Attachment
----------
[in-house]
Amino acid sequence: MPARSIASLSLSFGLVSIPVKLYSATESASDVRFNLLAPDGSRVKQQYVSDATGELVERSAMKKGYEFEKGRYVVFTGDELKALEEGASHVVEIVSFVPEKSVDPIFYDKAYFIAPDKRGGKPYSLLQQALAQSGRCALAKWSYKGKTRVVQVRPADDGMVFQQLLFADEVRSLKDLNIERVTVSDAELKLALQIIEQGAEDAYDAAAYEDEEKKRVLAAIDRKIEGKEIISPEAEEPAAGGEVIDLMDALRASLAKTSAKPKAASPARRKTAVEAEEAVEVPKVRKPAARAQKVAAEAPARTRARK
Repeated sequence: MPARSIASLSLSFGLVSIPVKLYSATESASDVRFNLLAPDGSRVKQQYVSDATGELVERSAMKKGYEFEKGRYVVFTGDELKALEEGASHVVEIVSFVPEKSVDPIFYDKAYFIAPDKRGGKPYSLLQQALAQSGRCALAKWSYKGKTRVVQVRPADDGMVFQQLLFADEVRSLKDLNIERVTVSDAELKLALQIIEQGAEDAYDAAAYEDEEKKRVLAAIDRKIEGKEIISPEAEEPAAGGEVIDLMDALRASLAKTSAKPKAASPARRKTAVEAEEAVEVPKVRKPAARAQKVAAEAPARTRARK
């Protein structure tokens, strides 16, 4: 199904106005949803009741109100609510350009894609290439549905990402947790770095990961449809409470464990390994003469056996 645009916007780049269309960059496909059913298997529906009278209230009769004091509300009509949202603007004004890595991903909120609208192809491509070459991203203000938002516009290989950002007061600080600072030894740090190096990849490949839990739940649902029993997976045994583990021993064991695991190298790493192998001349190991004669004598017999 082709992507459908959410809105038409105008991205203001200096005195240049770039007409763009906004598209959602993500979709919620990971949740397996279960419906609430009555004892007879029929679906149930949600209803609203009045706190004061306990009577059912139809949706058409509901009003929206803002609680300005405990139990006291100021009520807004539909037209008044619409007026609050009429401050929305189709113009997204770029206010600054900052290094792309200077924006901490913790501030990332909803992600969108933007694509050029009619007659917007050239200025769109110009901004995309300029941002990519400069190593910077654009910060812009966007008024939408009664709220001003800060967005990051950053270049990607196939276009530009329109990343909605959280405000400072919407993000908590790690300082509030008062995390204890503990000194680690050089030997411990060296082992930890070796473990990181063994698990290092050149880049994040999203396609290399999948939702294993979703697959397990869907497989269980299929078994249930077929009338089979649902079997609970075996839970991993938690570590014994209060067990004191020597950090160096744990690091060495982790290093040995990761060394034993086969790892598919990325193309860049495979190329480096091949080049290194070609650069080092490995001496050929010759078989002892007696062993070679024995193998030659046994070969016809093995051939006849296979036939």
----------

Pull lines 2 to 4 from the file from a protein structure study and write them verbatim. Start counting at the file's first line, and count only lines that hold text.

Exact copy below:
Amino acid sequence: MPARSIASLSLSFGLVSIPVKLYSATESASDVRFNLLAPDGSRVKQQYVSDATGELVERSAMKKGYEFEKGRYVVFTGDELKALEEGASHVVEIVSFVPEKSVDPIFYDKAYFIAPDKRGGKPYSLLQQALAQSGRCALAKWSYKGKTRVVQVRPADDGMVFQQLLFADEVRSLKDLNIERVTVSDAELKLALQIIEQGAEDAYDAAAYEDEEKKRVLAAIDRKIEGKEIISPEAEEPAAGGEVIDLMDALRASLAKTSAKPKAASPARRKTAVEAEEAVEVPKVRKPAARAQKVAAEAPARTRARK
Repeated sequence: MPARSIASLSLSFGLVSIPVKLYSATESASDVRFNLLAPDGSRVKQQYVSDATGELVERSAMKKGYEFEKGRYVVFTGDELKALEEGASHVVEIVSFVPEKSVDPIFYDKAYFIAPDKRGGKPYSLLQQALAQSGRCALAKWSYKGKTRVVQVRPADDGMVFQQLLFADEVRSLKDLNIERVTVSDAELKLALQIIEQGAEDAYDAAAYEDEEKKRVLAAIDRKIEGKEIISPEAEEPAAGGEVIDLMDALRASLAKTSAKPKAASPARRKTAVEAEEAVEVPKVRKPAARAQKVAAEAPARTRARK
């Protein structure tokens, strides 16, 4: 199904106005949803009741109100609510350009894609290439549905990402947790770095990961449809409470464990390994003469056996 645009916007780049269309960059496909059913298997529906009278209230009769004091509300009509949202603007004004890595991903909120609208192809491509070459991203203000938002516009290989950002007061600080600072030894740090190096990849490949839990739940649902029993997976045994583990021993064991695991190298790493192998001349190991004669004598017999 082709992507459908959410809105038409105008991205203001200096005195240049770039007409763009906004598209959602993500979709919620990971949740397996279960419906609430009555004892007879029929679906149930949600209803609203009045706190004061306990009577059912139809949706058409509901009003929206803002609680300005405990139990006291100021009520807004539909037209008044619409007026609050009429401050929305189709113009997204770029206010600054900052290094792309200077924006901490913790501030990332909803992600969108933007694509050029009619007659917007050239200025769109110009901004995309300029941002990519400069190593910077654009910060812009966007008024939408009664709220001003800060967005990051950053270049990607196939276009530009329109990343909605959280405000400072919407993000908590790690300082509030008062995390204890503990000194680690050089030997411990060296082992930890070796473990990181063994698990290092050149880049994040999203396609290399999948939702294993979703697959397990869907497989269980299929078994249930077929009338089979649902079997609970075996839970991993938690570590014994209060067990004191020597950090160096744990690091060495982790290093040995990761060394034993086969790892598919990325193309860049495979190329480096091949080049290194070609650069080092490995001496050929010759078989002892007696062993070679024995193998030659046994070969016809093995051939006849296979036939």